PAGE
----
Earnings play on REM? Reports Tuesday ATB.

Sell 50% AAPL, YHOO, LGF, 50% INTC on strength if possible to book gains.

Exit EFJI prior to Tuesday's earnings.

Gap trade purchase Monday, Tuesday, Wednesday. Sale at open following day. Avoid earnings.

Goal to be 50% cash by Friday.

All business today - Recap and Plan!

Saturday and not sleeping right now, but soon I will be. The end of the month is all about review of the previous month and planning out a new month.

Month recap for July:

+5.4%. I was over 6% but a bad earnings week set me back a little. This includes long holdings as well as short.

Ebay went from a negative to a resounding positive. I exited the majority of the position on the upside news, and spread exit points. 1/4 in the after hours of the announcement, 1/4 at the open the next day, and 1/4 at about 2:30. As it worked out the 2:30 exit was most profitable, but I am really happy with the discipline in my exit. The remaining long position I will hold, since this is the house's money.

Had a good entry point on INTC and YHOO following downgrades. Profiting from this will be my job next week.

Bought GKIS as my stock of the week. That night Cramer announced it as his "Stock of the Week". Sold at the open the next day for a healthy profit - thank you Jim!

LSI turned out to be a failed trade. I panicked in the exit and sold 100%. I stand firmly behind selling at the open, but should have went 50% - 50% between open and next day or held a portion long. This would have preserved capital.

SYNA - a disaster that turned a phenomenal month into only a great month. My technical problem cost me my 50% pre earnings exit which would have saved 5 points. I could monday morning QB this one, but nothing would have prevented me from making the mistake of holding at least half into the announcement. Some lessons you have to learn the hard way. The worst part is I researched the reaction to their last conference call (stock also got slammed) and knew I should be selling.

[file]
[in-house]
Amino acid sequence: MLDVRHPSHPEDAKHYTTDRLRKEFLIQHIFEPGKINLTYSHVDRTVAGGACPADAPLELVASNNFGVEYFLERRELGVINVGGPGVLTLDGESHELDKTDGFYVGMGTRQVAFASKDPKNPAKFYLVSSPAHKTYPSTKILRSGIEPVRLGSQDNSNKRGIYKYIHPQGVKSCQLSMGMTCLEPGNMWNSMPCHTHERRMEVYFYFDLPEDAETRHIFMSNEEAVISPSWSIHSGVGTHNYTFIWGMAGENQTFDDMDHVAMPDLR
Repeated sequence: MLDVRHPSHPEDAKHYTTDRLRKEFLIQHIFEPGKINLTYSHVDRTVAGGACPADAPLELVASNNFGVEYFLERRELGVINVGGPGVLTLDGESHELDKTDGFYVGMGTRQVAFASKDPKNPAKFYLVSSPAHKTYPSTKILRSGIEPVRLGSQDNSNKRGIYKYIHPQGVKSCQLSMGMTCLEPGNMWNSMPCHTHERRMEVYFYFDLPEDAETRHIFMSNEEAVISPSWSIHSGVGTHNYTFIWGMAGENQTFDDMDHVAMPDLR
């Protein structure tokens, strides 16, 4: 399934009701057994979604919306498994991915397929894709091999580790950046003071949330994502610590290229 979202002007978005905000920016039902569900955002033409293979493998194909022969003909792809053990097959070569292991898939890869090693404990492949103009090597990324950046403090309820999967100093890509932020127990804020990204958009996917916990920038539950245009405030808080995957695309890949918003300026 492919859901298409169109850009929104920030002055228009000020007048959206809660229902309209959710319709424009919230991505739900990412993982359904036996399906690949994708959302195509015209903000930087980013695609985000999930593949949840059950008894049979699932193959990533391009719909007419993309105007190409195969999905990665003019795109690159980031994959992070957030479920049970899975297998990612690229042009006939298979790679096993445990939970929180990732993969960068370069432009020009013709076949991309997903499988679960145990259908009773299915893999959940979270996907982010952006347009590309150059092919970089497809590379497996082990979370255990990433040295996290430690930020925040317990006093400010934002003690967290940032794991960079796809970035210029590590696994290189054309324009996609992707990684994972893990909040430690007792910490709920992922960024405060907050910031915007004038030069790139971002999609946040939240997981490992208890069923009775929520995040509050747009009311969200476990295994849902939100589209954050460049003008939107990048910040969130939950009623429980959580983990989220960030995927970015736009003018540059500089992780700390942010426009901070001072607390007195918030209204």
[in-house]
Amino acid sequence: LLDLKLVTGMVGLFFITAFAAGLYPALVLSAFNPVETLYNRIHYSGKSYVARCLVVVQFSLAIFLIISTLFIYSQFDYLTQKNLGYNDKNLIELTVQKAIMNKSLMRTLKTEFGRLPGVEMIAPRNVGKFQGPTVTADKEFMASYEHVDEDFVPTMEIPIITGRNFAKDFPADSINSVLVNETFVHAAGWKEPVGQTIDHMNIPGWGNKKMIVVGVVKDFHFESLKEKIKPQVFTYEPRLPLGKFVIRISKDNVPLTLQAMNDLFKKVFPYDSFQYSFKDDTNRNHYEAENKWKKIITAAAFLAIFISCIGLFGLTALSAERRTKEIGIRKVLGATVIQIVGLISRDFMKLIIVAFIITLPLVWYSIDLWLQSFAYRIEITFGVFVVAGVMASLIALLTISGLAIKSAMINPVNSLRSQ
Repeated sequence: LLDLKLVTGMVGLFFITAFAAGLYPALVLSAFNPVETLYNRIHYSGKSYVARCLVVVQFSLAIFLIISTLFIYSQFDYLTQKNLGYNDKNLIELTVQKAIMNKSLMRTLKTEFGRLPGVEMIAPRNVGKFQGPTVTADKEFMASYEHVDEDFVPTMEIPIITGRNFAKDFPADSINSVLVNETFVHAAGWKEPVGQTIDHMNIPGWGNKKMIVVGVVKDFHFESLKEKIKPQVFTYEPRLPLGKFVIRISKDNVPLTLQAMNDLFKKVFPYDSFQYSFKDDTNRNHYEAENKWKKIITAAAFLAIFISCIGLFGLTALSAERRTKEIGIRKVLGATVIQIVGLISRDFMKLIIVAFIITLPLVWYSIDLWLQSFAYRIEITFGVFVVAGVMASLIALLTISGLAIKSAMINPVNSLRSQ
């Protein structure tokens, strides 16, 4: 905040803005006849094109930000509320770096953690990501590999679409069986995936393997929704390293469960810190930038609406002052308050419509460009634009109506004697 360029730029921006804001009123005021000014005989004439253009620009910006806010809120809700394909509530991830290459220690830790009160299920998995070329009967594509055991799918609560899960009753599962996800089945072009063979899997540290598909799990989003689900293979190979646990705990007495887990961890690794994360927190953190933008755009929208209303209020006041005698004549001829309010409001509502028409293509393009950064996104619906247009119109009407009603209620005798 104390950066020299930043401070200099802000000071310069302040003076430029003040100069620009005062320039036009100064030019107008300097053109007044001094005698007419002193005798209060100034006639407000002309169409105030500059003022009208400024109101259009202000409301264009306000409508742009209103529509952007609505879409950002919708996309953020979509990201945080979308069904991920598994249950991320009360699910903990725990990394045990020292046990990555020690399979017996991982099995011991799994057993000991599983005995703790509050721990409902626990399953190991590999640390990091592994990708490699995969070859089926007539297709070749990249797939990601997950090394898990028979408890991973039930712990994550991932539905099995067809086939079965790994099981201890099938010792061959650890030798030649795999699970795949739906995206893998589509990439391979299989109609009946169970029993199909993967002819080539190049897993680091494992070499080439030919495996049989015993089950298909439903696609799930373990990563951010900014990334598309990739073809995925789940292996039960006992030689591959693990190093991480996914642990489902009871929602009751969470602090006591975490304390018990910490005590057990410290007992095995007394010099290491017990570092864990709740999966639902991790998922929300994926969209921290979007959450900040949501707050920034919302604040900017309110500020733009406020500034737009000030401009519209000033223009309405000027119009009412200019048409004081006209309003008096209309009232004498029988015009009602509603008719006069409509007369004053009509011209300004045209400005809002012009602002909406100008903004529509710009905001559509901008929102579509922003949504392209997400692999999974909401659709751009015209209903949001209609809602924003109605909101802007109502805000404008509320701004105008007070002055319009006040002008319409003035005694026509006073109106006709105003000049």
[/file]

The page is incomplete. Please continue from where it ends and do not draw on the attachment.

Plan for next month:

At least 3% for the month. 6% or more deserves a special celebration!

At least 25% in cash during each intraday session.

Preservation of capital will be important, since this is August and could be a doldrums month.

Safety will be a concern surrounding the Fed meeting the 2nd week. 50% cash or more for that day.

No more earnings fiascos.

At least 1 crude oil swing trade. I see some money lying on the floor over in the corner. I think I'll walk over and pick it up.

Possibly 1 oil earnings play if there is still one left - this is my homework tomorrow.

Set up and enter at least 1 XMAS season play late in the month. The idea is already brewing.

Blogged weekly goals on Sunday, and recap on Saturday.

Bedtime for bonzo!

Friday, July 29, 2005

My cards should say "Reclamation Engineer"

This morning I enjoyed a brief moment of peace as I compose the plan for the day. GLW gapped up slightly and CHK gapped up considerably thanks to higher crude (again over $60) and a favorable mention on CNBC last night. I've been watching NGPS with interest lately. This stock must be day trader heaven - the spreads are immense and it bounces up and down like a superball. It looks tempting to get involved but somewhere in the back of my mind a wiser voice is telling me that putting my hand in a running meat grinder might be safer.

Slow Friday and lots of work to do - too much weakness to sell today, Tuesday at 9:30 is looking good to convert some paper back to cash.

So a little about one of my investment strategies. I like to think of myself as a "garbage picker". I look for the stocks that people threw away today to see if there is anything worth salvaging for a short swing trade. Today in the trash I found SYNA (too bad I already had some), SYMC, IVGN, KCL, and AAPL. There were others there that I would be all too happy to leave in the trash. Among them, HANS, TUNE, and GOOG.